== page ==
It isn’t often the case, but at the moment there are a lot of very interesting films coming from the UK. Due to the global recession and a new government, Britain is experiencing a period of significant social change, which might explain why so many recent British films seem to either focus on an uncertain and worrying future or to look nostalgically at the past.
The late-fifties and early-sixties, a time of recovery and optimism in the UK, is the setting for three new films.
‘Nowhere Boy’ tells the story of John Lennon’s life in Liverpool before he became famous as one of The Beatles. It is directed by the well-known visual artist Sam Taylor-Wood.
Nowhere Boy – Official UK Trailer (2009)
‘An Education’ is a wonderful film about a teenage girl’s relationship with an older man and her troubled attempts to get a place at Oxford University.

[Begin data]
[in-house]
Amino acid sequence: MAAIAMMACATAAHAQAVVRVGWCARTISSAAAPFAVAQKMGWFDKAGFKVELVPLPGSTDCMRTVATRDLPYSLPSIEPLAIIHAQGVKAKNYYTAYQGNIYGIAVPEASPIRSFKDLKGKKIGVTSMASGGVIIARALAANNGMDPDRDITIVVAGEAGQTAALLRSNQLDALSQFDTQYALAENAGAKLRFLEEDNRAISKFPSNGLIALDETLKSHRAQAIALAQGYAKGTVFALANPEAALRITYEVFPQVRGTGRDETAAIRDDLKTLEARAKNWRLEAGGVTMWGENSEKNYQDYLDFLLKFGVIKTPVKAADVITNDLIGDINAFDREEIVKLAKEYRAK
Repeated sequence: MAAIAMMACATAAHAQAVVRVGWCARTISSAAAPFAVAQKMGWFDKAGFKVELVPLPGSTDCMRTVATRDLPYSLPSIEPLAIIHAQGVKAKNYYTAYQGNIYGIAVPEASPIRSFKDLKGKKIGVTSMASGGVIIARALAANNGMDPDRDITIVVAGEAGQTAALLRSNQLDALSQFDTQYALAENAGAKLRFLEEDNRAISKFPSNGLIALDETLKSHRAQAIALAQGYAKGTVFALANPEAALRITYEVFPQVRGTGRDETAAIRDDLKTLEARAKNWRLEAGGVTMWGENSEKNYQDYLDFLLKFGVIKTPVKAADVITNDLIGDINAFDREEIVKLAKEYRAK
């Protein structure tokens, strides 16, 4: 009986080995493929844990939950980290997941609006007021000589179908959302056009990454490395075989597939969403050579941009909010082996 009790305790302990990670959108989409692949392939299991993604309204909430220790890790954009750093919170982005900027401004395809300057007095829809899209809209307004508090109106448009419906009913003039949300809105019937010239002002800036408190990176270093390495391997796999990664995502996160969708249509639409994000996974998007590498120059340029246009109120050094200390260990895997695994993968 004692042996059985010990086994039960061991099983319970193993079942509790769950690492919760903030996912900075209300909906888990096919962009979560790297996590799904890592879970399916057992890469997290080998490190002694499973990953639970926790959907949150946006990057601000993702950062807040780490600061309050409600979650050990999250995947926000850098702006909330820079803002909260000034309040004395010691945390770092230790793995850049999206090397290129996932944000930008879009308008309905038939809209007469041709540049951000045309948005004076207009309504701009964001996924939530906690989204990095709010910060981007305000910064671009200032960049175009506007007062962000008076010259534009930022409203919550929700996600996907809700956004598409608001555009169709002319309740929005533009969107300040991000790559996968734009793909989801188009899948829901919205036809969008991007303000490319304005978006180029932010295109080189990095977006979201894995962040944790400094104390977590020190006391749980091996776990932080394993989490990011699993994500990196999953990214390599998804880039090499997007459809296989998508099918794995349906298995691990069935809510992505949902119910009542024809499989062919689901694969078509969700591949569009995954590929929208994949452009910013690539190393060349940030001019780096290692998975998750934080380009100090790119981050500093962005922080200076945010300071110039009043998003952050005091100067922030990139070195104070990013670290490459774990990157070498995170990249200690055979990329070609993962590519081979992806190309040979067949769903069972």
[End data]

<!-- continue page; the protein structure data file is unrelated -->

Based on Graham Greene’s classic story, ‘Brighton Rock’ is about a young criminal in a seaside town. Originally set in the 1930s this adaptation moves the action forward to the early-sixties.
Brighton Rock (2011) Official HD Trailer
Brighton Rock (1947) – Pinkie’s first appearance
For more forward looking films, two of the most interesting ask serious questions about how we value human life when confronted with the possibilities of genetic engineering.
‘Moon’ is a science fiction psychological drama starring the American actor Sam Rockwell, and directed by David Bowie’s son, Duncan Jones.
Moon | Official Trailer (2009)
‘Never Let Me Go’ is based on Kazuo Ishiguro’s thought-provoking novel. It is set in the near future, or perhaps an alternative present, and depicts a disturbing vision of society.
Kazuo Ishiguro on The Remains of the Day and Never Let Me Go
At the time of writing, in Japan, ‘Nowhere Boy’ has been shown in cinemas in recently. ‘Moon’ and ‘An Education’ are available to rent, and ‘Never Let Me Go’ and ‘Brighton Rock’ are due to be released next year.